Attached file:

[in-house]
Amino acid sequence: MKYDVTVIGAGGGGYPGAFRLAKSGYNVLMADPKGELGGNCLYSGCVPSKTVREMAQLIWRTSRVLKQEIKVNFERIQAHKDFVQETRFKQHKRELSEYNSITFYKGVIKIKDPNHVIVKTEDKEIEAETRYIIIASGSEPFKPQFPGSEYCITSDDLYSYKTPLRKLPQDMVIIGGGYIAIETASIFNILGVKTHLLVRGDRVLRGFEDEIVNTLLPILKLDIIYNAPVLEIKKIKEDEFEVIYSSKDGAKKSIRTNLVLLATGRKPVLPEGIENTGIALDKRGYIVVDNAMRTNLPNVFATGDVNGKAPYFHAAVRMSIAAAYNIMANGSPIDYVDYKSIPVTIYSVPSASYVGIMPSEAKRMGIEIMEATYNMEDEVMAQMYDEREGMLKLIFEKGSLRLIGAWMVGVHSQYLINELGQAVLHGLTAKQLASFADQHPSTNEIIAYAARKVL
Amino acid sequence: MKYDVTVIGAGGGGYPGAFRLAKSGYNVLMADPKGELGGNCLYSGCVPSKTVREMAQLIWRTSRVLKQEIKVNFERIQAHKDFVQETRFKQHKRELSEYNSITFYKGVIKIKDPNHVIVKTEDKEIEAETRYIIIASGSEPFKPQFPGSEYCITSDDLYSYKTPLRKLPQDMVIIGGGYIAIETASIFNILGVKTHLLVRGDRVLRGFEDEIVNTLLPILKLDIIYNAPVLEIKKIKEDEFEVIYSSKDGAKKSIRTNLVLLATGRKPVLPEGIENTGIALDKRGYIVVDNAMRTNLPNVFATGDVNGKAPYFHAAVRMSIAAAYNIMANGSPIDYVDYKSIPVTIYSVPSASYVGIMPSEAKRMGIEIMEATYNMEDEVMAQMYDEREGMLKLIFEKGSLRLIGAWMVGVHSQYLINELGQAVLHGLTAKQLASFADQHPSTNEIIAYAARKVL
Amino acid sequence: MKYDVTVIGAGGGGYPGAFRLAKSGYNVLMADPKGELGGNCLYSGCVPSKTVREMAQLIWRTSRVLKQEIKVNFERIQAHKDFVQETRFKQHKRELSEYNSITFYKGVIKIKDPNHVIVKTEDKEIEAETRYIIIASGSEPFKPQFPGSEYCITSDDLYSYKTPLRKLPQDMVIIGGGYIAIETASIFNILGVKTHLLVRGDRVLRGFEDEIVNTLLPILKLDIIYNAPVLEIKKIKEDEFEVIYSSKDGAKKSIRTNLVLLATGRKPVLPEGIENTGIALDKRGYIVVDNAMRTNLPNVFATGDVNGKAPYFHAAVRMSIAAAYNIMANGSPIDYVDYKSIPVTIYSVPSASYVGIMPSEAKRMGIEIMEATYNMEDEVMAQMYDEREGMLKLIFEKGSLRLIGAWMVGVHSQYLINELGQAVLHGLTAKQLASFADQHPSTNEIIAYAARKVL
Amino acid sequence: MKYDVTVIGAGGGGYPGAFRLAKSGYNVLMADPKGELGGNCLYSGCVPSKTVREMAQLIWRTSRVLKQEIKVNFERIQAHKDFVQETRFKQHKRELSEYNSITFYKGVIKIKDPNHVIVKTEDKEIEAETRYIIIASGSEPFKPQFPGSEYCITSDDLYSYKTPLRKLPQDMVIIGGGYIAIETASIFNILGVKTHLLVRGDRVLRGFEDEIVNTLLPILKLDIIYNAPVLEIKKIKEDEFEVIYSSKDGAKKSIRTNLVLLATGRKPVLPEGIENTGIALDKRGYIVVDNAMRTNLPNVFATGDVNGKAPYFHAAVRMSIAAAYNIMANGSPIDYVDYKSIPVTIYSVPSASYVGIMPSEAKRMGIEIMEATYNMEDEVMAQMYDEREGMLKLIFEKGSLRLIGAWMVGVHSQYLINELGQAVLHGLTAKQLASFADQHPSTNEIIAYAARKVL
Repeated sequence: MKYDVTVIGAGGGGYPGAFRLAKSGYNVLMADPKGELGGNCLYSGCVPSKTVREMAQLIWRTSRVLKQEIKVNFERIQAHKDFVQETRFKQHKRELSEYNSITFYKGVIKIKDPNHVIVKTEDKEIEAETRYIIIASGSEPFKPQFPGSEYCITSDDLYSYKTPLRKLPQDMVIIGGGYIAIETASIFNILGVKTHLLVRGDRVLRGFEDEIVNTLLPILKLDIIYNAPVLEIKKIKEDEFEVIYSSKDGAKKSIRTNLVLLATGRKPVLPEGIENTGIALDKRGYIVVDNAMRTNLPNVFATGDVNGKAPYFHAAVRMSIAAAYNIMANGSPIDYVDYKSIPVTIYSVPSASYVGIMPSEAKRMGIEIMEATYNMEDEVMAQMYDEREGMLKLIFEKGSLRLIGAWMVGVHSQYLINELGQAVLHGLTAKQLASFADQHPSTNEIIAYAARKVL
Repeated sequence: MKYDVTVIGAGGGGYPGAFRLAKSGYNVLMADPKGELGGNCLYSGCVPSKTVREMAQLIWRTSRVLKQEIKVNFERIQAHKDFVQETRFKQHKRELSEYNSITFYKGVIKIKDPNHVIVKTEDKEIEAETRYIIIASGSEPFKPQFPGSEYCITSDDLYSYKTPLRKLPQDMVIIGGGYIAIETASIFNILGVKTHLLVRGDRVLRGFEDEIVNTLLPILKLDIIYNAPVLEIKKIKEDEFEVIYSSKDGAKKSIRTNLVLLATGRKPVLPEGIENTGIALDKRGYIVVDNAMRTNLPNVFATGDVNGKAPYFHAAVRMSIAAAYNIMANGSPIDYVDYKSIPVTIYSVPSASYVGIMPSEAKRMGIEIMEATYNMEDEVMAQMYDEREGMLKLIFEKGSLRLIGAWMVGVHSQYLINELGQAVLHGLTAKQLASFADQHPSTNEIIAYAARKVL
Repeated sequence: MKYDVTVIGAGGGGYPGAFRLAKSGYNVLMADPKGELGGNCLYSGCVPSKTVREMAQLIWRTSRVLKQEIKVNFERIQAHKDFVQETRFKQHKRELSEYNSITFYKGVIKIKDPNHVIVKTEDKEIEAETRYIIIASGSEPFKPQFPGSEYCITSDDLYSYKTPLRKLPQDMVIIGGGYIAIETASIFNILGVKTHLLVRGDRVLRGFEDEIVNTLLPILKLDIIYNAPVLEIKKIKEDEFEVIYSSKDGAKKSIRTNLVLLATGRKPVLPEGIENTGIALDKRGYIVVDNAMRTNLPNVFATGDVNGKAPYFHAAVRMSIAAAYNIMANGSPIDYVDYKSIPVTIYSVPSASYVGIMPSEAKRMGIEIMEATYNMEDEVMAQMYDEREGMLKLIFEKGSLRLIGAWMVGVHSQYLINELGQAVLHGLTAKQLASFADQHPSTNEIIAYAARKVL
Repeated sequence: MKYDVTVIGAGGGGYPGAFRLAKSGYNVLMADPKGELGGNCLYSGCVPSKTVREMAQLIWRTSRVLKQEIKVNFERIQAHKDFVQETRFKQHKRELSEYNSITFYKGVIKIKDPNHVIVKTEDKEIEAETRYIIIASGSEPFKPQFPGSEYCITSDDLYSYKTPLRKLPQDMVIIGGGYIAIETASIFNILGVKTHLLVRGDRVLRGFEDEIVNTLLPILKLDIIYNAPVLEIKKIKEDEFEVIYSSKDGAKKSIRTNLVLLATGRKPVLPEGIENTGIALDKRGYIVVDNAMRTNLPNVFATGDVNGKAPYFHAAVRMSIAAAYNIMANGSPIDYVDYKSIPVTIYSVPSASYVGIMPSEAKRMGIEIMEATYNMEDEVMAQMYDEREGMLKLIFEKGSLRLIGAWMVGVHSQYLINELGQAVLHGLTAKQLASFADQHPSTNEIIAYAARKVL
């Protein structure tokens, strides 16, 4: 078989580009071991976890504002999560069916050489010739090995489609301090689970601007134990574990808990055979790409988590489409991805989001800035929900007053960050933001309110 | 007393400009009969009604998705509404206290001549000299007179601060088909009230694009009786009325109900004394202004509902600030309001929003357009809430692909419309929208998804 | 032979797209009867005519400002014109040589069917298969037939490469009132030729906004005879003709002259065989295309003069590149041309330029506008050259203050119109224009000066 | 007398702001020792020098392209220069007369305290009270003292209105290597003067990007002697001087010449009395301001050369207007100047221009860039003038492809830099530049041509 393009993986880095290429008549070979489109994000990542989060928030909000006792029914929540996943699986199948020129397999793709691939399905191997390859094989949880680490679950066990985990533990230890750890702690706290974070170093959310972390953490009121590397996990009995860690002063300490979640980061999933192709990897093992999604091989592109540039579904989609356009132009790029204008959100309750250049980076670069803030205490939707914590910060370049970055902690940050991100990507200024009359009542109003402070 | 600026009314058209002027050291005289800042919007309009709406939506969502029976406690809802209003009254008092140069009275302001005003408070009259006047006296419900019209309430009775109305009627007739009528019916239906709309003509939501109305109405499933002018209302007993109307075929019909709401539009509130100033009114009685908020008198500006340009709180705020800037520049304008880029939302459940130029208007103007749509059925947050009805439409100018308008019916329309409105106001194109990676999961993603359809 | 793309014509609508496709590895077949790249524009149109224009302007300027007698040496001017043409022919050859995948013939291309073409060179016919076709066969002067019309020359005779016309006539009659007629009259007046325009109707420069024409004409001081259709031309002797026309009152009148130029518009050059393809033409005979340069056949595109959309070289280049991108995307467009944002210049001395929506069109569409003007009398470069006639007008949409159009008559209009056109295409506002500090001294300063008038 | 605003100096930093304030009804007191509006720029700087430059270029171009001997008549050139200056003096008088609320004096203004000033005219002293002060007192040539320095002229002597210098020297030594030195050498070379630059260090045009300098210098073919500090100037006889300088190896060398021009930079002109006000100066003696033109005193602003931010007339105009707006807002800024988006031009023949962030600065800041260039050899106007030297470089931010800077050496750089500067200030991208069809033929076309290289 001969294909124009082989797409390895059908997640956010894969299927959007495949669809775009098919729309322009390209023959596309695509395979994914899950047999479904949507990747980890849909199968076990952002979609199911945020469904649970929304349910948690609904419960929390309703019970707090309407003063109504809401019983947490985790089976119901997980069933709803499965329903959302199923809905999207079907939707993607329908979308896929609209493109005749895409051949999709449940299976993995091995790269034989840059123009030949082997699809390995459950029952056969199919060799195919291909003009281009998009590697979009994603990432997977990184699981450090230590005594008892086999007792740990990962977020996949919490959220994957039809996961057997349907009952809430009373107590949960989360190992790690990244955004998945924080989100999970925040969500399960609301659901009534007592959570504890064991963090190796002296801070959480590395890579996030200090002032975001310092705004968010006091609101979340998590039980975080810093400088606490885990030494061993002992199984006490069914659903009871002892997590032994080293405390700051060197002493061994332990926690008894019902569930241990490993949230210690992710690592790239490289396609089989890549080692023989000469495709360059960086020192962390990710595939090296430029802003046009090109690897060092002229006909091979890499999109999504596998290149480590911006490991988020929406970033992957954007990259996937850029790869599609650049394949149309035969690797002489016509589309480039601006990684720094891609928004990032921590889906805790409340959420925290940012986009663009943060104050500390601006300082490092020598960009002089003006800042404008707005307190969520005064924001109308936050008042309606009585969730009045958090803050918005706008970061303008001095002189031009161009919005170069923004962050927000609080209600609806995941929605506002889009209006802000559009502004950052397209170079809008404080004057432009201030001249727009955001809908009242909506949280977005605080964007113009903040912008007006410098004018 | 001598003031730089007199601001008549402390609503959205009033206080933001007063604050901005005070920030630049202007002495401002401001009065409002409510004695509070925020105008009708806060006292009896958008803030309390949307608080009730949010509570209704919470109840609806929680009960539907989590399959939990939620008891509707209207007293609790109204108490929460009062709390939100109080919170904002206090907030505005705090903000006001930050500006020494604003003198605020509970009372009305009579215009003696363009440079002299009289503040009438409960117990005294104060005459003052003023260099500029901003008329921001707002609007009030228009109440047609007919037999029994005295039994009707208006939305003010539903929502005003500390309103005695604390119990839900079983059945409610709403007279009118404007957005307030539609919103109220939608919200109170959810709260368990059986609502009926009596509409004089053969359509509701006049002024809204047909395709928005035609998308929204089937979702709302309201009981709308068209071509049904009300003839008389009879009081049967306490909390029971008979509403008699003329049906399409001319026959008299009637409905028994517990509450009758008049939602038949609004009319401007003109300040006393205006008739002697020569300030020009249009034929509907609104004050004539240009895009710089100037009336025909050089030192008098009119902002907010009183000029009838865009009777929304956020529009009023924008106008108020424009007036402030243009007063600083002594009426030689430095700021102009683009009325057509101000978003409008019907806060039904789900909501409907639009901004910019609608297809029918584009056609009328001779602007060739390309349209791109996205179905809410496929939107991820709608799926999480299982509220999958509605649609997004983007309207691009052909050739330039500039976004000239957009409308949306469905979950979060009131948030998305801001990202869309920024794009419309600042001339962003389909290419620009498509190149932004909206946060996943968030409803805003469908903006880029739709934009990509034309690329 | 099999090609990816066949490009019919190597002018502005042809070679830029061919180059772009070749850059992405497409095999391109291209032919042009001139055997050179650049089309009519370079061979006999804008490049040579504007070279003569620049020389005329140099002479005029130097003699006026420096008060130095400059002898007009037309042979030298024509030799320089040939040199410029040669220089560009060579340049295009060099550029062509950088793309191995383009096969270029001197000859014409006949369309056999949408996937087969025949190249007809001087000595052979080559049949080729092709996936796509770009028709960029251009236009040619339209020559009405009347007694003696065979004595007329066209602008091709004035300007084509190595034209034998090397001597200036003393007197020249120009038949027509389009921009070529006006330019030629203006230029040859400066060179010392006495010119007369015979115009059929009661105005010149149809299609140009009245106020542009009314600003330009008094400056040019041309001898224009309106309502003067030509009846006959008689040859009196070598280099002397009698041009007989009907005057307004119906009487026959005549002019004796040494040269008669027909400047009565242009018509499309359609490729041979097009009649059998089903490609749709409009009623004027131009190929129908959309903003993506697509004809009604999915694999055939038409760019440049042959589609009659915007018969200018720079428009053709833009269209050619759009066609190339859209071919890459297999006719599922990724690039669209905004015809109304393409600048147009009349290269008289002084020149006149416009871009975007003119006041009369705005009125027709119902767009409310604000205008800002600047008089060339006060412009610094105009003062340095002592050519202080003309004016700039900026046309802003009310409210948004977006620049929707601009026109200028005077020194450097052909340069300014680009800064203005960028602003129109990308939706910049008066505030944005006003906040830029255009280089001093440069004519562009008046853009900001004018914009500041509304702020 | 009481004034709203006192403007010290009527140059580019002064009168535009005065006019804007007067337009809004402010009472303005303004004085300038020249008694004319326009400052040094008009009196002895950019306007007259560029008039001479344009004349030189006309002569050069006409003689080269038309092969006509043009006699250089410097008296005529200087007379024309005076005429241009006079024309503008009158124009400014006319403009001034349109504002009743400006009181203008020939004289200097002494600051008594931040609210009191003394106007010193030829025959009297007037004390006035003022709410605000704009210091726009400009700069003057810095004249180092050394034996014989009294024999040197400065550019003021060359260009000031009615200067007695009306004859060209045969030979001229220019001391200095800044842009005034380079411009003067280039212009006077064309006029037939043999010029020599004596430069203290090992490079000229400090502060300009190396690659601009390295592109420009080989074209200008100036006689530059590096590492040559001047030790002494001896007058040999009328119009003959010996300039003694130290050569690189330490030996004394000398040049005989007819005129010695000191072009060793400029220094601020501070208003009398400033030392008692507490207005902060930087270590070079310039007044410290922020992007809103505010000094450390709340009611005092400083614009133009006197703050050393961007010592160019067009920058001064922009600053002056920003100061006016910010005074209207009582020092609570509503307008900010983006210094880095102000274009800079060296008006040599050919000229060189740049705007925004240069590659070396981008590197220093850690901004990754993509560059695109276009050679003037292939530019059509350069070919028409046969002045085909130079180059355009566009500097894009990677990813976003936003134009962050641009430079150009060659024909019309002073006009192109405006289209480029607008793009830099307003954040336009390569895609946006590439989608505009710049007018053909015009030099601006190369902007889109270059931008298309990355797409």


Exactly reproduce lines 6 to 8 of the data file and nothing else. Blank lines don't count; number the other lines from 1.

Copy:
Repeated sequence: MKYDVTVIGAGGGGYPGAFRLAKSGYNVLMADPKGELGGNCLYSGCVPSKTVREMAQLIWRTSRVLKQEIKVNFERIQAHKDFVQETRFKQHKRELSEYNSITFYKGVIKIKDPNHVIVKTEDKEIEAETRYIIIASGSEPFKPQFPGSEYCITSDDLYSYKTPLRKLPQDMVIIGGGYIAIETASIFNILGVKTHLLVRGDRVLRGFEDEIVNTLLPILKLDIIYNAPVLEIKKIKEDEFEVIYSSKDGAKKSIRTNLVLLATGRKPVLPEGIENTGIALDKRGYIVVDNAMRTNLPNVFATGDVNGKAPYFHAAVRMSIAAAYNIMANGSPIDYVDYKSIPVTIYSVPSASYVGIMPSEAKRMGIEIMEATYNMEDEVMAQMYDEREGMLKLIFEKGSLRLIGAWMVGVHSQYLINELGQAVLHGLTAKQLASFADQHPSTNEIIAYAARKVL
Repeated sequence: MKYDVTVIGAGGGGYPGAFRLAKSGYNVLMADPKGELGGNCLYSGCVPSKTVREMAQLIWRTSRVLKQEIKVNFERIQAHKDFVQETRFKQHKRELSEYNSITFYKGVIKIKDPNHVIVKTEDKEIEAETRYIIIASGSEPFKPQFPGSEYCITSDDLYSYKTPLRKLPQDMVIIGGGYIAIETASIFNILGVKTHLLVRGDRVLRGFEDEIVNTLLPILKLDIIYNAPVLEIKKIKEDEFEVIYSSKDGAKKSIRTNLVLLATGRKPVLPEGIENTGIALDKRGYIVVDNAMRTNLPNVFATGDVNGKAPYFHAAVRMSIAAAYNIMANGSPIDYVDYKSIPVTIYSVPSASYVGIMPSEAKRMGIEIMEATYNMEDEVMAQMYDEREGMLKLIFEKGSLRLIGAWMVGVHSQYLINELGQAVLHGLTAKQLASFADQHPSTNEIIAYAARKVL
Repeated sequence: MKYDVTVIGAGGGGYPGAFRLAKSGYNVLMADPKGELGGNCLYSGCVPSKTVREMAQLIWRTSRVLKQEIKVNFERIQAHKDFVQETRFKQHKRELSEYNSITFYKGVIKIKDPNHVIVKTEDKEIEAETRYIIIASGSEPFKPQFPGSEYCITSDDLYSYKTPLRKLPQDMVIIGGGYIAIETASIFNILGVKTHLLVRGDRVLRGFEDEIVNTLLPILKLDIIYNAPVLEIKKIKEDEFEVIYSSKDGAKKSIRTNLVLLATGRKPVLPEGIENTGIALDKRGYIVVDNAMRTNLPNVFATGDVNGKAPYFHAAVRMSIAAAYNIMANGSPIDYVDYKSIPVTIYSVPSASYVGIMPSEAKRMGIEIMEATYNMEDEVMAQMYDEREGMLKLIFEKGSLRLIGAWMVGVHSQYLINELGQAVLHGLTAKQLASFADQHPSTNEIIAYAARKVL